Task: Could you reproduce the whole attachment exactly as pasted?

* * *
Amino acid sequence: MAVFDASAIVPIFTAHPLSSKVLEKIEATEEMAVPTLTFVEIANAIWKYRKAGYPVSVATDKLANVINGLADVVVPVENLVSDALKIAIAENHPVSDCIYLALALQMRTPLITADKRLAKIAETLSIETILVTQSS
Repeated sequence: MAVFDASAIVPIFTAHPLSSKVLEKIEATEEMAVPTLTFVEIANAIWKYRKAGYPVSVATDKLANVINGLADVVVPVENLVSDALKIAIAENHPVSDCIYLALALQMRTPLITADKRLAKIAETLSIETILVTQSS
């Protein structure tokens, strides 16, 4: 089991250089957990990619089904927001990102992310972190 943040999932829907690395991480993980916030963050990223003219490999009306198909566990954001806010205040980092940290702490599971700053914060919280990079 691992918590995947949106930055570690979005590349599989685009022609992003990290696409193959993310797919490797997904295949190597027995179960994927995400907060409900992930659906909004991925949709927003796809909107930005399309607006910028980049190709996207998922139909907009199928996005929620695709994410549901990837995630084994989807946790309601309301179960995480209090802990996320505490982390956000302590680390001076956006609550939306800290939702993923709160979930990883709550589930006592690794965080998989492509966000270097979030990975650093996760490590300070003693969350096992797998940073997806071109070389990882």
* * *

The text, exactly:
Amino acid sequence: MAVFDASAIVPIFTAHPLSSKVLEKIEATEEMAVPTLTFVEIANAIWKYRKAGYPVSVATDKLANVINGLADVVVPVENLVSDALKIAIAENHPVSDCIYLALALQMRTPLITADKRLAKIAETLSIETILVTQSS
Repeated sequence: MAVFDASAIVPIFTAHPLSSKVLEKIEATEEMAVPTLTFVEIANAIWKYRKAGYPVSVATDKLANVINGLADVVVPVENLVSDALKIAIAENHPVSDCIYLALALQMRTPLITADKRLAKIAETLSIETILVTQSS
């Protein structure tokens, strides 16, 4: 089991250089957990990619089904927001990102992310972190 943040999932829907690395991480993980916030963050990223003219490999009306198909566990954001806010205040980092940290702490599971700053914060919280990079 691992918590995947949106930055570690979005590349599989685009022609992003990290696409193959993310797919490797997904295949190597027995179960994927995400907060409900992930659906909004991925949709927003796809909107930005399309607006910028980049190709996207998922139909907009199928996005929620695709994410549901990837995630084994989807946790309601309301179960995480209090802990996320505490982390956000302590680390001076956006609550939306800290939702993923709160979930990883709550589930006592690794965080998989492509966000270097979030990975650093996760490590300070003693969350096992797998940073997806071109070389990882």